It's too bad that Mesrine: Killer Instinct won't screen in America as a double feature with its successor, Mesrine: Public Enemy No. 1. Both films have a mosaic logic: Together, they cohere to form a multifaceted picture of infamous career criminal Jacques Mesrine. But if Killer Instinct is taken on its own terms, you can see how its scenes are like monochromatic mosaic tiles that rarely build directly on the emotional payoff of previous sequences. That disjointed structure preserves the contradictory mystery that surrounds Mesrine's violent public history. While seeing the two films back to back certainly wouldn't make Killer Instinct a less facile biopic of a real-life badman, it may overwhelm the viewer with the two films' cocky affectation of complexity.
As each scene features a new representation of the titular antihero, Jacques Mesrine (a towering Vincent Cassel) is: a barbarous French soldier stationed in Algeria, an ungrateful son, a bank robber, a murderer, a seducer, a father of three, an honest day laborer, a prisoner, a man who beats and brutally humiliates his wife in front of his son, a torture victim, half of a Bonnie and Clyde-like duo of thieves, and above all, a man with a dangerous-looking mustache. There's never a doubt as to who the real star of the film is, as everyone from Jeanne Schneider (Cecile de France), Mesrine's female counterpart and mistress, to Guido (Gérard Depardieu), an established crook and—for a few scenes—a partner-in-crime, are treated as Jacques's foils. It's Mesrine's world and everyone else is just living in it.
According to Killer Instinct's preface, each of Mesrine's splinter identities is compartmentalized and chronologically segregated from its predecessor for the sake of reflecting the multiplicity of voices that comprise the narrative. This approach might be more intriguing if it weren't presented so overtly in split-screen frames and images of mirrors, or simply if it made Killer Instinct thoughtful instead of just knowingly one-sided. The fact that he abandons his children while he's on the run may speak for itself, but the scene where Mesrine kisses his little girl on the cheek after he's shot in the arm in a half-assed drive-by assassination attempt speaks a lot louder.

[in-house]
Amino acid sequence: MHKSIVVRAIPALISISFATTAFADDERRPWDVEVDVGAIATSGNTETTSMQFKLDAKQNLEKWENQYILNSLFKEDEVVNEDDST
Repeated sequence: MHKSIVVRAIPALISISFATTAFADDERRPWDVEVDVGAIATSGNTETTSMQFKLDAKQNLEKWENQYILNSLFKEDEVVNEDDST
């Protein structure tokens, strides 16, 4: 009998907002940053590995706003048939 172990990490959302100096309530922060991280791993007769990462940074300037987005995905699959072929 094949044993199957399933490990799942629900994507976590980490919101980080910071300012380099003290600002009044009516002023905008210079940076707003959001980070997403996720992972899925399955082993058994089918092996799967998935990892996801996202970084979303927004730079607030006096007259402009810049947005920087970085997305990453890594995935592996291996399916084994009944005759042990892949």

Even the scene where Mesrine beats his wife, forcing a gun into her mouth after she talks back to him in front of his buddies, is pretty toothless considering there's no hint of his periodic schizophrenic transformation from a calm, suave guy to a homicidal lunatic within the scene itself. It's just assumed that, because he protects a prostitute by stabbing her pimp and prematurely burying him in an earlier scene that the audience understands that he's not really a white knight. But by segregating Mesrine's life into varying mood swings, director/co-writer Jean-Francois Richet allows the viewer to pick whichever Mesrine he or she want to remember.
That canned ambiguity might have been excusable if Richet and co-writer Abdel Raouf Dafri didn't consistently try to protect Mesrine's Byronic character even within certain scenes. When the camera does linger on Cassel's body language, it's usually to showcase one of his electrifying leers or grimaces. Like the nondescript blue-collar worker who almost instantly hires Mesrine to do honest nine-to-five work in spite of Mesrine's first conviction as a thief ("I can feel your honesty," he intones gravely), we're meant to be won over by Mesrine's animal magnetism above all else. Scenes like—spoiler!—a brazen attempt to break some prisoners out of jail are accompanied with bombastic orchestral music that leaves no hint about the amorality of his actions. When Cassel's pumping away at a bunch of prison guards who don't have sexy mustaches, let alone any other humanizing qualities, with a very big gun, it's supposed to be thrilling, just as Mesrine's mantra of "freedom or death" is supposed to be romantic. Mesrine's aura is only strengthened by Richet's film, especially thanks to the dangling promise of a second installment. Cassel deserves better scenery to devour.